You are the parent of a child who really loves skiing? A child who cannot stop thinking about it and wants to hit the slopes whenever possible? Passion is a great thing to have as it develop a child from within and contribute to happiness. However, a child should not be forced into doing too much, more importantly should progressively and carefully be encouraged into racing if he or she so desires and not be pushed into it following other people’s interests.
When a child is brilliantly talented, its talent requires support. For this reason, many parents take the decision of accepting expert’s offers of having their child join a semi-professional program, train and travel like adult competitors do, helping them reach their potential by taking charge, providing expert training, high level coaching, bringing them to world class competition. Such offers are almost irresistible but might not be the right thing to do for a young child.
A better alternative should focus on valuing the daily skill development process over competition, and maintaining family normalcy, not through splashy public accomplishments but by something quieter and closer to a child’s environment.
Some of today’s most unique and successful ski and snowboard racers did not come out of such heavy ski programs where they were put in at an early age. Their development was built on “homestyle” or “do it yourself” methods involving a wide range of carefully adapted skill development processes, playing rather than “practicing” and having fun on multi terrain and on all sorts of snow, not putting aside the daily life activities such as schooling, other sport and art activities, family time, etc.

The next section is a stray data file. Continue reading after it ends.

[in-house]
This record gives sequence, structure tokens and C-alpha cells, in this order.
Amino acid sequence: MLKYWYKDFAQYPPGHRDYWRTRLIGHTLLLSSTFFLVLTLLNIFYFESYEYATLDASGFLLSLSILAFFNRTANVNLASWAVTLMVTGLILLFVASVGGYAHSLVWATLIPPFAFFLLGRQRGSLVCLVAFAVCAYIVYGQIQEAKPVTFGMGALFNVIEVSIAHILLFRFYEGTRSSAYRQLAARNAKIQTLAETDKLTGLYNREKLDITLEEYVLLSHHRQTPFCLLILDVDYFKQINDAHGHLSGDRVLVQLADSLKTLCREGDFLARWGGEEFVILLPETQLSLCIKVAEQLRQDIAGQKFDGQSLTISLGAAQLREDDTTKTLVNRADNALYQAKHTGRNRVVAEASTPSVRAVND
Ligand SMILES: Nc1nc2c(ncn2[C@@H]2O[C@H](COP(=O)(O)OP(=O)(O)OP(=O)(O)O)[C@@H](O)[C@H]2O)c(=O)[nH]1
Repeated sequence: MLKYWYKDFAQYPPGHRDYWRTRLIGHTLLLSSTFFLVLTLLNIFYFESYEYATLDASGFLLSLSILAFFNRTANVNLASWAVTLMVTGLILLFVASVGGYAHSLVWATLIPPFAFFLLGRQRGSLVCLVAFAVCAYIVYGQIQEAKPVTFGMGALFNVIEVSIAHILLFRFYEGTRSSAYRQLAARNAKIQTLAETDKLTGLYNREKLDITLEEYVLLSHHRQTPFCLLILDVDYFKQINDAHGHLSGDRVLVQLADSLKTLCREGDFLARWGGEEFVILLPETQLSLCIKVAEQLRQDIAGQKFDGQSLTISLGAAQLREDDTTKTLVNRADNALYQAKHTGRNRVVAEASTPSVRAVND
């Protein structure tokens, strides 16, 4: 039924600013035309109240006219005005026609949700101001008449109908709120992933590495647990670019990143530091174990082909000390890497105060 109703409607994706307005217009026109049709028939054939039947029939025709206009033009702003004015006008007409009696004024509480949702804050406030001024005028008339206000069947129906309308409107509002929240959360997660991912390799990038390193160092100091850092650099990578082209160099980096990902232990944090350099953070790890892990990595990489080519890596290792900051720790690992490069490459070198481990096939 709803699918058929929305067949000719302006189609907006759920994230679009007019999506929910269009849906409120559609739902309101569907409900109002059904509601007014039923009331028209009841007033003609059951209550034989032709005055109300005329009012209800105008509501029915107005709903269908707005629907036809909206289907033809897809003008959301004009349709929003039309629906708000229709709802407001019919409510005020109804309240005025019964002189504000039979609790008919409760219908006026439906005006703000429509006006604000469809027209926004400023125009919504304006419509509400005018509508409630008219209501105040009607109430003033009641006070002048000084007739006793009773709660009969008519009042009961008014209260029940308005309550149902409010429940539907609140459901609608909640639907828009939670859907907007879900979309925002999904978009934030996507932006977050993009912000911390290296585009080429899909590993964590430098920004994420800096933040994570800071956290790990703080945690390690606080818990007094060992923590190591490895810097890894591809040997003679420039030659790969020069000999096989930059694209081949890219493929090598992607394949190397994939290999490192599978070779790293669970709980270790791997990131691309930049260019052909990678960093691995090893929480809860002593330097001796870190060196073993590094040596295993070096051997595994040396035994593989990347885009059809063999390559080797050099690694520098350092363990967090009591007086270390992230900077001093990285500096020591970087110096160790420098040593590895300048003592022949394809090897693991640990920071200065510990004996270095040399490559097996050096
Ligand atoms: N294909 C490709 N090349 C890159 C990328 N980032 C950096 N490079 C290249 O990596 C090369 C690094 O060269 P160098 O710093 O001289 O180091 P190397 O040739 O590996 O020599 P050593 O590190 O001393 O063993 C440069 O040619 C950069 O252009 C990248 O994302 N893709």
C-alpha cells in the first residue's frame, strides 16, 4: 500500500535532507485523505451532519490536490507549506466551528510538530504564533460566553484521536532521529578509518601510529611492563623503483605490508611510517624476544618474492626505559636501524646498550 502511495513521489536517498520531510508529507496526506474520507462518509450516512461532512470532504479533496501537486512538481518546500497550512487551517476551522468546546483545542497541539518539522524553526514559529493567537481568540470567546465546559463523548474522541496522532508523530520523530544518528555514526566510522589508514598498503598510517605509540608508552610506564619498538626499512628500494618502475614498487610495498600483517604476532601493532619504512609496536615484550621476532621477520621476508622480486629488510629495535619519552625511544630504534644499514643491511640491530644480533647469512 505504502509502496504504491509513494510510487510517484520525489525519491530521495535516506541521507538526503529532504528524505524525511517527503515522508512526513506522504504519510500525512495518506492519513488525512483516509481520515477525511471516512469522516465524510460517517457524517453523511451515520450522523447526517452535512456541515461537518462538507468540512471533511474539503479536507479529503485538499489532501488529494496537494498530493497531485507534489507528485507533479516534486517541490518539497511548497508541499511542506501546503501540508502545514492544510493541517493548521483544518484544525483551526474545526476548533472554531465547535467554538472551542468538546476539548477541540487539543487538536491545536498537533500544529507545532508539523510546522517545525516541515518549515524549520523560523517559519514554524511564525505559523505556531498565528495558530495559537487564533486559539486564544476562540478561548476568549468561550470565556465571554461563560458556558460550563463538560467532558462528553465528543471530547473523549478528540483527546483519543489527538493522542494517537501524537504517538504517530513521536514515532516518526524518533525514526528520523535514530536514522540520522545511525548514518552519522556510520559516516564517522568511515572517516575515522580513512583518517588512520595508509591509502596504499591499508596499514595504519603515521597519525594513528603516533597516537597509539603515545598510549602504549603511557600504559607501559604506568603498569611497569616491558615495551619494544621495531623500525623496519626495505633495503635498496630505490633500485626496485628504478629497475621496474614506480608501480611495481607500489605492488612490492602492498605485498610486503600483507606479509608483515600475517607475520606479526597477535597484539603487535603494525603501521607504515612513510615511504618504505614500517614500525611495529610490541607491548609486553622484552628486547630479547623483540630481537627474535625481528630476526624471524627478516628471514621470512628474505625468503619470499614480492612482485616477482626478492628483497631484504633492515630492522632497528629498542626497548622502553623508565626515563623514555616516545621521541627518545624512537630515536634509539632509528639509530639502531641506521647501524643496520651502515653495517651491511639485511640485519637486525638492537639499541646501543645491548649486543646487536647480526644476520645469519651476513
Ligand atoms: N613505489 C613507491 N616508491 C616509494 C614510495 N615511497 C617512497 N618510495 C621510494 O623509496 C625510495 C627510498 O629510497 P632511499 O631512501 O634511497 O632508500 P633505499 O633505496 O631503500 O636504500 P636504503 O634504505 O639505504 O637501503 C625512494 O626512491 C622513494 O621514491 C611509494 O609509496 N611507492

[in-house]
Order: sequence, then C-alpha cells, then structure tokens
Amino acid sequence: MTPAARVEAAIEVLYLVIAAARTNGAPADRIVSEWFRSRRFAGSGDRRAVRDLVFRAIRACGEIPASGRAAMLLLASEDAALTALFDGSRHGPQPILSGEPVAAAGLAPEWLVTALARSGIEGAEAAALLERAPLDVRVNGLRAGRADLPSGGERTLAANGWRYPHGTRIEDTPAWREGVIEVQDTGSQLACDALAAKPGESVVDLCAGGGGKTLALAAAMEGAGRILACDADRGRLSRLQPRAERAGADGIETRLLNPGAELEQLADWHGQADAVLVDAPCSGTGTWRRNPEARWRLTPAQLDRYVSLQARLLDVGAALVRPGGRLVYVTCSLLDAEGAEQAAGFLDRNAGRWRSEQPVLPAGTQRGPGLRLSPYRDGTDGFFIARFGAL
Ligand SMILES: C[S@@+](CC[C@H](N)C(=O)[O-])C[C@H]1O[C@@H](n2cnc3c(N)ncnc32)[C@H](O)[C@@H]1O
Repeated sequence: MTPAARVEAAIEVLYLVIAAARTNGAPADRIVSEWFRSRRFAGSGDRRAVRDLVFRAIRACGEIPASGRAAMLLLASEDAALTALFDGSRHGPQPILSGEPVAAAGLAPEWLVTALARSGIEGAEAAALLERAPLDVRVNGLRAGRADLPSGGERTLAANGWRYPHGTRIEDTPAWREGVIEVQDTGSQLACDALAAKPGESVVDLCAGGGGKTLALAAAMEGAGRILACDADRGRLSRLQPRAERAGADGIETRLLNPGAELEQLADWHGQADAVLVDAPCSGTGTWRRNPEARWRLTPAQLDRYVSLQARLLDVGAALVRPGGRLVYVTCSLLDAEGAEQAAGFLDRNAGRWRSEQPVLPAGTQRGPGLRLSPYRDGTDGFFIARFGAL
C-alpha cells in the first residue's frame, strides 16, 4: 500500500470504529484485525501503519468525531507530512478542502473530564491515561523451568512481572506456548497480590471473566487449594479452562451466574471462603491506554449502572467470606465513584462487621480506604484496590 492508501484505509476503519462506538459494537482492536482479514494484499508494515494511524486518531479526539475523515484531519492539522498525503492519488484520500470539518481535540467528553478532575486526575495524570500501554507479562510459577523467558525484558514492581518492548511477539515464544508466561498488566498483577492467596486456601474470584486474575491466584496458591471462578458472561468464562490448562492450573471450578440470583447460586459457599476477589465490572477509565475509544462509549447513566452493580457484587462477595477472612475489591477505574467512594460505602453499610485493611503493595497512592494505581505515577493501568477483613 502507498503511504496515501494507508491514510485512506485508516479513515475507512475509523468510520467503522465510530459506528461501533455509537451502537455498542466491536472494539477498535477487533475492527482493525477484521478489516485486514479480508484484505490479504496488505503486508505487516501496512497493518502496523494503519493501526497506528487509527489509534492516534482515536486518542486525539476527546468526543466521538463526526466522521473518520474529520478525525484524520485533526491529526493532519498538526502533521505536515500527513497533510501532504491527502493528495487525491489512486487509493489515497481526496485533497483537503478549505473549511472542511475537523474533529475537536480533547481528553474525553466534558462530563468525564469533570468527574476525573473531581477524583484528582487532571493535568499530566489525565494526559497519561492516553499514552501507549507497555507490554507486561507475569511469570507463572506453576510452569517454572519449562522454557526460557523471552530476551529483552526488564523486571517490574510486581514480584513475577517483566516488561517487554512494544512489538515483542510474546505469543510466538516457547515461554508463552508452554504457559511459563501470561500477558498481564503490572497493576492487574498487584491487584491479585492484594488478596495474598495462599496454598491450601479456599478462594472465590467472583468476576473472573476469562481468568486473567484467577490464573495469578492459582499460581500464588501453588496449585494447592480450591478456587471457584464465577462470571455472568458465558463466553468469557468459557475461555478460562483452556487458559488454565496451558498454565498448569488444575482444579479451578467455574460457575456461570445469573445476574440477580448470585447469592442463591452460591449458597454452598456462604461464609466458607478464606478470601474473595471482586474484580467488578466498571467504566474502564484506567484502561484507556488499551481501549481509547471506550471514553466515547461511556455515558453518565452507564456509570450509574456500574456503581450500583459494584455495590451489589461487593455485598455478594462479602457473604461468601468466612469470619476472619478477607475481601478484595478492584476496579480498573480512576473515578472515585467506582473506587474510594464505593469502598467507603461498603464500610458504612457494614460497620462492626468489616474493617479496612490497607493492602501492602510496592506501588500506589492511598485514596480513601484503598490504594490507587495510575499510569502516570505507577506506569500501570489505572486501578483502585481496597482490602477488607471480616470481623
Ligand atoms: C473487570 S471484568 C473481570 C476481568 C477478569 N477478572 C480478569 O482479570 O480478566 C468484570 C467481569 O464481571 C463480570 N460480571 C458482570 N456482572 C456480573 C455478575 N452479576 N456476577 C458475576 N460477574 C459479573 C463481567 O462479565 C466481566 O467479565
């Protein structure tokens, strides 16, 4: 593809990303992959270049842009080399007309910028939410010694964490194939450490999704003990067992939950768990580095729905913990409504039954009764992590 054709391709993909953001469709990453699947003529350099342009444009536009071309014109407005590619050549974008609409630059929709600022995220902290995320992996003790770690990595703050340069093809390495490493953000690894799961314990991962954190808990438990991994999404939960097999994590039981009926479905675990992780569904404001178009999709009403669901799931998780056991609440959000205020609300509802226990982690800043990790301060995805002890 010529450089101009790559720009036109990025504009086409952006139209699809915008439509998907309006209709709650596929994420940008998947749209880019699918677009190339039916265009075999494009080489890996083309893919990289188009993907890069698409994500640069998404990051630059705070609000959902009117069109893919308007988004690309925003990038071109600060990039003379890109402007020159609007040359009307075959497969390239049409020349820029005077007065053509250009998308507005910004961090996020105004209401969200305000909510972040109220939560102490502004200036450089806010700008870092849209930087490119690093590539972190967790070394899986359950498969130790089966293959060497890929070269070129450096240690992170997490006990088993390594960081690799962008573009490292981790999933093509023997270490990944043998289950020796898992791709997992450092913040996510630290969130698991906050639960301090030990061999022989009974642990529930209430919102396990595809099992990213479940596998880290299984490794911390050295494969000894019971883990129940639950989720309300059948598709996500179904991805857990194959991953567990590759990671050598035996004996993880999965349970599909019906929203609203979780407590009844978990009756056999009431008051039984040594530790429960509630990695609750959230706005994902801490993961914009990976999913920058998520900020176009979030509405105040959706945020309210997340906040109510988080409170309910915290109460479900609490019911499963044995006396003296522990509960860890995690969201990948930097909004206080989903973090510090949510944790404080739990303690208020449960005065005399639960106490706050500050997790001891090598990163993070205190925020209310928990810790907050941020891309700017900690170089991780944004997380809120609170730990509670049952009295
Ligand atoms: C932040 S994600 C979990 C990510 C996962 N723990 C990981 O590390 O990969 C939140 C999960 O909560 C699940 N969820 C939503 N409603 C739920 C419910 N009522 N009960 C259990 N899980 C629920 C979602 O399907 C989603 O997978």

In big programs, the power is held by the coaches, creating a tendency for the child to become a highly obedient automatons achieving for others, not themselves. In the free range approach, the dynamic is reversed. The child and parents remain the master of the daily process, able to innovate, test, and ultimately drive the improvement process. Big programs, by necessity, tend to put everyone into categories and timelines, with the associated grid of expectations. But talent development is never a one size fits all experience, and the line of progression is rarely smooth. Keeping things loose is beneficial in the long run.
A child’s desire is a fragile thing, and nothing extinguishes it faster than getting crushed on a big stage. Controlling the competitive environment allows skills – especially emotional skills – to grow at their own pace. And doing so embracing the power of normalcy will give a child so much more in short and long term benefits as skiing has so much to offer on and off the slopes…